Mackland Shetland Sheepdogs


Owned by Nadine Shortland

083 554 4301








Dogs with heart



A Sheltie is a very difficult dog to breed! My dogs are not perfect by any means, but I am always striving to learn more and improve my lines. I have set certain goals and criteria for the standard of my dogs, and I hope one day to achieve everything that I have set out to do.

My aim has always been to breed healthy Shelties, with good conformation, but that are also able to compete in the disciplines ie “do a job”. I decided to make health testing a priority, using tests available in South Africa and abroad, and try and reach my goals with healthy dogs!

I began with a bitch from a good kennel in Germany, British type, with the idea that I would work her and find the perfect male for her, and hopefully have a litter or two. Her workability turned out to be absolutely fabulous, and she achieved Champion status easily, and also multiple Grand Champion in the disciplines.

I decided to import a male from the same kennel in Germany – one that I was advised to be suitable for my girl by their breeder. He was, in fact, very similar to my girl, and going by my Border Collie knowledge in breeding type to type, I agreed. The litter was born - 5 pups, but it was a difficult birth so I decided to spay my girl and keep a daughter [G]. While the litter was healthy and well bred, I knew that I lacked something in my dogs. So I decided to research some more and learn a bit more.

I keep going back to my aims:

Conformation, health, temperament, drive, structure & trainability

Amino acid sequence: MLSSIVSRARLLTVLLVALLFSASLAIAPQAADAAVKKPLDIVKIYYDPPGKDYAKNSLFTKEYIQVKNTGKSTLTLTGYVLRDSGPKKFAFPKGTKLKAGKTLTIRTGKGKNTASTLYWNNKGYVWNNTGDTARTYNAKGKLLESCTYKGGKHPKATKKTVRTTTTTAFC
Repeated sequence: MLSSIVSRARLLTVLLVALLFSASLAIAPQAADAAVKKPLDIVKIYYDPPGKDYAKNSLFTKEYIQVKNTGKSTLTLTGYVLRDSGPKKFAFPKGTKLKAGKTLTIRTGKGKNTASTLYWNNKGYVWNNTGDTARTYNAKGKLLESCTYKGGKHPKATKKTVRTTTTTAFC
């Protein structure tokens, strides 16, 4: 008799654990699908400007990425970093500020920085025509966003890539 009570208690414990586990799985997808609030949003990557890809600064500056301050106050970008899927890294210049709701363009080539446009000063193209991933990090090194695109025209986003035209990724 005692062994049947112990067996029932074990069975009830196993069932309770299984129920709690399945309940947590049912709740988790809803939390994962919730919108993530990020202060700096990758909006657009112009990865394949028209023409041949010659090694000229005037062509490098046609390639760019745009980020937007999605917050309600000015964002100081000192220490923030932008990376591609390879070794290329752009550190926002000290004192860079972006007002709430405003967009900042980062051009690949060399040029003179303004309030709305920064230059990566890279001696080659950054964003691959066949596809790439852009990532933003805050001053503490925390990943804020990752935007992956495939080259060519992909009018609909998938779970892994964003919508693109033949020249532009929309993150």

Although I was excited about my first litter, and I was happy with the overall quality when it came to structure and size of the puppies, I was disappointed with the temperaments. The pups were a bit weak in temperament, being a bit more reserved than I prefer. Although the sizes were good, their bone was quite fine. I came to the conclusion that I needed more substance and stronger temperaments, so I decided to take the plunge and import a Canadian bitch with the idea that I would add her to my British line and create a style at more of a happy medium. My British dogs are fine boned, with weaker personalities, but they also have some outstanding qualities that I wanted to keep. Expression was my number one criteria to maintain here, and also the workability, together with their cheeky and mischievous natures. Other things such as size, long arched necks, great tailsets and tail lengths were assets that I didn't want to lose either.

Breeding my British boy to my Canadian was not on the cards, I realised after numerous tries, so I had to go elsewhere and put her to another Canadian. Although the litter was nice, and also healthy, the litter showed no uniformity that I was so used to in Borders. First of all, the sizes varied from under- to over-sized, temperament and workability were all different, and the overall structures varied. I had very mixed feelings about this, as I felt that I was going nowhere.

I was also not sold on the Canadian look of the Sheltie – but I was totally in awe of the stable temperament, though! What worried me most was the head and expression of the Canadians – the eyes were rounder, harder and changed the “sweet” melting Sheltie expression that I had grown to love. The muzzle was also very strong, and although I do want a slightly stronger muzzle, together with a deeper underjaw, I was not ready for the added depth of head that it gave me. This to me, was the ultimate sacrifice, and I decided to try and avoid it in future. I loved the stronger bone and sturdier structure, though, and hoped to keep some of this. But sadly none of this was possible and I ended up with the line coming to an end.

So, I decided to go the slightly milder route and import a finer American bitch [Journey]. This, it seems, was the right thing to do, for me to work towards my goals. I got a lovely sized bitch, quite small, with a more moderate head, and relatively pretty expression. Her depth of head was still on the heavier side, but a huge improvement on where I had already been. I love her outgoing nature – she loves people, and is a very easy going little girl. I was planning on perhaps putting my British boy to her to see how that would turn out.